Monday, March 25, 2019


Sixth century AD over the ARA MAXIMA OF HERCULES (Hercules' High Altar) an extremely ancient temple, rebuilt in the second century BC
Enlarged in 782 by Adrian I (772/795) and called Kosmidion (adorned) for the beautiful decorations: to make building material for the extension, a large marble temple, which used to be behind the church, was burned for an entire year
Restored in about 860 by Nicholas I (858/867), who also built the adjacent building known as the PALACE OF NICHOLAS I which he used occasionally as his dwelling
“He built it as a large and spacious house where, when necessary, the popes could take refuge and settle comfortably with their families. He fortified it and supplied it with ramparts and with a ring of walls and battlements. It was built over previous constructions by Hadrian and over the Ara Massima” (Giuseppe Massimi)
Restored further in about 1119 by Gelasius II (1118/19), who raised up to two meters the floor level, and in 1123 by Callistus II (1119/24) who consecrated it and transformed the Palace of Nicholas I in PALAZZO DIACONALE (Diaconate Palace). It was later changed profoundly and it is currently known as PALAZZO DELLA PANTANELLA
In 1719 the FAÇADE of the church was rebuilt by Giuseppe Sardi (1680/1753)
In the years 1893/99 it was restored to the Romanesque style by G.B. Giovenale (1849/1934)
It is officiated with the Greek-Melkite Rite

Twelfth century. Bell dating back to 1289 still working

“Monument of the prelate Alfano” about 1120, camerarius (assistant of the pope and administrator of the church's assets) of Callistus II, perhaps the promoter of the renewed Roman classicism of the early twelfth century
In an ARCH there are traces of paintings with “Annunciation” and “Nativity” of the fifteenth century
Opposite the main door two fragments of a jaw of a large toothed whale are hung, maybe a sperm whale
“Nothing can be said for sure about their provenance. They are well preserved and not fossilized. It will not be out of place to mention here that close by there was the large inland port of the Emporium and the Forum Piscatorium (fish market), and that in the latter, precisely in the walls of the church of S. Angelo in Pescheria, is still stuck a Roman tombstone which reads in Latin: 'The heads of fish longer than this marble are given to the Conservatives until the wee fins'. Will there be any relation between these facts and the bones?” (Giuseppe Massimi)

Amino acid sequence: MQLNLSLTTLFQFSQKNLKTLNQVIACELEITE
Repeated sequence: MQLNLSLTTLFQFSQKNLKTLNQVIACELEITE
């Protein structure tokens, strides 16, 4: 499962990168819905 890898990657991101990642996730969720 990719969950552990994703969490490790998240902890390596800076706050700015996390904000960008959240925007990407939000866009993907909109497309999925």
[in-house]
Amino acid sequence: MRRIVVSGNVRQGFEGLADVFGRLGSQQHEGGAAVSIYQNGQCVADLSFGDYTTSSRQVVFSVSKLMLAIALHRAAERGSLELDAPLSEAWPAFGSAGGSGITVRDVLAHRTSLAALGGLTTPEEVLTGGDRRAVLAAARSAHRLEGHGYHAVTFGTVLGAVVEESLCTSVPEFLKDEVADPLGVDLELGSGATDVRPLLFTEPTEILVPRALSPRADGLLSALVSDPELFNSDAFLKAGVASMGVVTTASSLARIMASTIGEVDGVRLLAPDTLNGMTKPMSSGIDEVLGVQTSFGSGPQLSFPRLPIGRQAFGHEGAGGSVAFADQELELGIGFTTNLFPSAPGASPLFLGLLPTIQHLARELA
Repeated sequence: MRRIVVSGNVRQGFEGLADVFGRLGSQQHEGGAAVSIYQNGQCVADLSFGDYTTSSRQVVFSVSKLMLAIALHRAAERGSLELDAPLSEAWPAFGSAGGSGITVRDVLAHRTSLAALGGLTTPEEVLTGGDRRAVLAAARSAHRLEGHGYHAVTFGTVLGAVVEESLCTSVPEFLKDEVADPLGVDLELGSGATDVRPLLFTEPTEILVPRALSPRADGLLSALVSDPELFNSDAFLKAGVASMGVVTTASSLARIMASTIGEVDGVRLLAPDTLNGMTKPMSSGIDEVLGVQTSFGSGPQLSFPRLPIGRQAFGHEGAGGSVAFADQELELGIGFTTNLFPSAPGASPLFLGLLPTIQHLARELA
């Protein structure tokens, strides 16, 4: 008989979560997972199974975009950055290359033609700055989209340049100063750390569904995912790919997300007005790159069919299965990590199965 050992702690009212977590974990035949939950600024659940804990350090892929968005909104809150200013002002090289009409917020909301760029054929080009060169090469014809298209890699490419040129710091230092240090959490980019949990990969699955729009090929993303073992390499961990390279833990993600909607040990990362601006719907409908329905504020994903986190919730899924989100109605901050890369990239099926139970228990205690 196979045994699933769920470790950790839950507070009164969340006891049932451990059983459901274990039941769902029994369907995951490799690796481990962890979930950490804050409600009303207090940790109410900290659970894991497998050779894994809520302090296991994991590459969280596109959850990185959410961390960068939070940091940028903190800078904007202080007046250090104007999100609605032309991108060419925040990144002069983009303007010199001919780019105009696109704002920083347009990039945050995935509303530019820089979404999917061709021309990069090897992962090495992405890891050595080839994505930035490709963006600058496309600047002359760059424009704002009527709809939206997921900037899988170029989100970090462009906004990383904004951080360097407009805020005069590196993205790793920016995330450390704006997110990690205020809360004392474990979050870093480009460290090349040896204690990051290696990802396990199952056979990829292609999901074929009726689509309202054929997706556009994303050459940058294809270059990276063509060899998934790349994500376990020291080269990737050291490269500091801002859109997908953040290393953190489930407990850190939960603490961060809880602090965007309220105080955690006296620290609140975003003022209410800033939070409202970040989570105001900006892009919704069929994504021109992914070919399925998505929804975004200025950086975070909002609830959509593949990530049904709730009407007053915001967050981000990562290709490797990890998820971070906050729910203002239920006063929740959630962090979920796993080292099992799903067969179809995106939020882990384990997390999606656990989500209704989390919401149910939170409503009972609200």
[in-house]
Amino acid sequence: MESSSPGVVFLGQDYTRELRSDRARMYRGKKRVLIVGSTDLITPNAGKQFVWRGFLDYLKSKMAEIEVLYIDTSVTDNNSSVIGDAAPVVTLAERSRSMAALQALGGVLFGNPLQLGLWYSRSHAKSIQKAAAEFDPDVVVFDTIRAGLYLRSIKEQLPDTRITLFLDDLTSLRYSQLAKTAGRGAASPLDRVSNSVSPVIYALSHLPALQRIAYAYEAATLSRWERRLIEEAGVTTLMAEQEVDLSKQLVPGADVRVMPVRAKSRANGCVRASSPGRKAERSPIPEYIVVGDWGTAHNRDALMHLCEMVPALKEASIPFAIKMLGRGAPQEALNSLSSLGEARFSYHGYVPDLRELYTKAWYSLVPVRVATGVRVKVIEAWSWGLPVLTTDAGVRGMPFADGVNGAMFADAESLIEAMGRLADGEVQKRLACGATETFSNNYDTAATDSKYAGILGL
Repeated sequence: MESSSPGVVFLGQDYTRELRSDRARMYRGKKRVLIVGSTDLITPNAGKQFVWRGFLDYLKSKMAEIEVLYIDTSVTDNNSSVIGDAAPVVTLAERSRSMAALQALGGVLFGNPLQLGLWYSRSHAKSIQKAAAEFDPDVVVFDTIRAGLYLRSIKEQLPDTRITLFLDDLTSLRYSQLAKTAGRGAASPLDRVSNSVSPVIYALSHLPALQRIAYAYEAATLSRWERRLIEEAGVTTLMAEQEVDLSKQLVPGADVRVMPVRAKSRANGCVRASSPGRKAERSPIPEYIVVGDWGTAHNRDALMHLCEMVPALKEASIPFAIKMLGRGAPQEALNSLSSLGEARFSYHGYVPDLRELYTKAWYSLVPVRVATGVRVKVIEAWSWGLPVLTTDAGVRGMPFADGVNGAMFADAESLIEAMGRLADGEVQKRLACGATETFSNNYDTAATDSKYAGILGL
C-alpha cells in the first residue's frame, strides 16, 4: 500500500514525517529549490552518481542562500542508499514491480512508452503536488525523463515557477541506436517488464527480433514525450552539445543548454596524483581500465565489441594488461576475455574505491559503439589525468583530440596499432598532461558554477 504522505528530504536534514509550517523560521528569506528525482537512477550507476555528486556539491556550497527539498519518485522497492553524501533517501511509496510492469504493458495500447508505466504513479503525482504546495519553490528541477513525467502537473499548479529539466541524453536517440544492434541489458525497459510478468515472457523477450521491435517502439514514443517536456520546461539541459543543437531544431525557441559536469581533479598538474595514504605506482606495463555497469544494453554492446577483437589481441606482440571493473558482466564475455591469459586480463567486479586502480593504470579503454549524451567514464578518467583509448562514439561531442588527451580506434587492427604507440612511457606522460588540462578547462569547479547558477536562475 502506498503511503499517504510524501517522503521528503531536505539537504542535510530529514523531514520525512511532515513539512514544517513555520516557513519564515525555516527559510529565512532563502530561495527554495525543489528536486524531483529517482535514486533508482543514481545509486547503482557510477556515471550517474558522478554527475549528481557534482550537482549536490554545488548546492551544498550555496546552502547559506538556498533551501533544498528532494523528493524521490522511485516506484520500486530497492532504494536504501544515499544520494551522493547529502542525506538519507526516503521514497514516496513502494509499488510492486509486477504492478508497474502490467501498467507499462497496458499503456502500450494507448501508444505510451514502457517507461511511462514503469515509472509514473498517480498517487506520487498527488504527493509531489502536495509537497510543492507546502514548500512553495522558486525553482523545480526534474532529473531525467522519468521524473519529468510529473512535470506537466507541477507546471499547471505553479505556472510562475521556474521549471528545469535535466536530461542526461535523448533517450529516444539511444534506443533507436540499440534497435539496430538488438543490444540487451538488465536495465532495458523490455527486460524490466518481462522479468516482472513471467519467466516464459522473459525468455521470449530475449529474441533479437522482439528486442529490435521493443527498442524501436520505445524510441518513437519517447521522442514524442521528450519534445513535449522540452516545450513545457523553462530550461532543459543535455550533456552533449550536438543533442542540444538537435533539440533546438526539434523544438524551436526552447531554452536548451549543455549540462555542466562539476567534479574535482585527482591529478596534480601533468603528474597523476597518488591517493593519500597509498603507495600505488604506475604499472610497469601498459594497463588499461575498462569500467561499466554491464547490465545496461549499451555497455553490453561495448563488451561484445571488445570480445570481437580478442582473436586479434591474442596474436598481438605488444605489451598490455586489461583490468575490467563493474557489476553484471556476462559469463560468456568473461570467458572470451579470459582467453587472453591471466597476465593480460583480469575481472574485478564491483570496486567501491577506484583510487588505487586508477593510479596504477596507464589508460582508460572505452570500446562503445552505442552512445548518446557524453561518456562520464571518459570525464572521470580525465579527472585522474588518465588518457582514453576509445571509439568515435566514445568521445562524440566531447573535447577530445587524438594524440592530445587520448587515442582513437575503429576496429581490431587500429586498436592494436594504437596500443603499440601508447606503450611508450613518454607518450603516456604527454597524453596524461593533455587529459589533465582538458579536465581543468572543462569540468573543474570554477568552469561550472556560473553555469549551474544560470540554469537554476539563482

Famous “Mouth of Truth” placed here in 1632
It weighs about 1,300 kg (1.4 tons)
It is a marble manhole cover of the classical age representing the face maybe of a river god or of Okéanos (ocean). It is connected to the famous legend according to which the hand would be cut to the liars who would introduce it into the slot representing the mouth
Recently it has been convincingly suggested that this famous manhole cover was originally placed in the center of the floor of the Pantheon. Others believe it comes from the nearby Temple of Hercules Victor or Olivarius

Maybe of the ninth century with sculptures “Evangelists and decoration with plants and animals” signed by Johannes de Venetia

Eighth century in opus sectile (inlaid marble), one of the best preserved in all of Rome

Remains of frescos of the centuries VIII, IX and XII
“The cycle of the twelfth century overlaps a previous decoration, comprising heads of prophets within medallions, which appear also on the right wall, dated by G.B. Giovanale at the time of Nicholas I (858/867). Hélène Toubert, in her fundamental study of the early Christian revival in Roman painting of the twelfth century, judged the cycle of S. Maria in Cosmedin as the most extraordinary demonstration of the ability of Roman workshops to borrow from the classical repertoire: this is revealed especially in the compositional idea that unifies the levels and the individual stories in an ornamental texture of an absolutely antique flavor” (Serena Romano)
“Ten columns” of the Flavian period (69/96) inserted into the central and left naves, believed to have belonged to the Statio Annonae (the seat of the prefect), but more likely to a SHRINE IN CONNECTION WITH THE ALTAR OF HERCULES

In a glass case is visible a “Skull attributed to St. Valentine”, a Roman priest, who was martyred in Rome, not to be confused with the patron saint of lovers, who lived during the same period and whose relics are kept in the city of Terni 
In the church there are plenty of other bones believed to be relics of saints

1294 by Deodato Cosma the Younger, signed Deodatus me fecit on the left side of the base of the front pediment
1123 in red granite
Dedication to the Virgin Mary, engraved for camerarius Alfano
Frescoes of the eleventh century, much restored

1687 Tommaso Mattei
“Madonna and Child” fifteenth century, known as Theotókos (Mother of God), much restored

“Epiphany” one of the fragments of mosaic with gold background of about 705 from the destroyed chapel of Pope John VII (705/707)
The Chapel of John VII was also known as Oratory of the Virgin Mary and it used to be in the right part of the ancient Basilica of St. Peter, near the entrance
This is the best preserved fragment. The others are in the Vatican Grottoes, in the church of S. Marco in Florence and in the Duomo of Orte
“It survives in it all the finesse and excellence of Roman art from the best times of the empire. This finesse and excellence survived the centuries and ignoring the rigidity of Byzantine forms, in the heydays of that stiff style, it gave us this masterpiece” (G.B. Giovenale)

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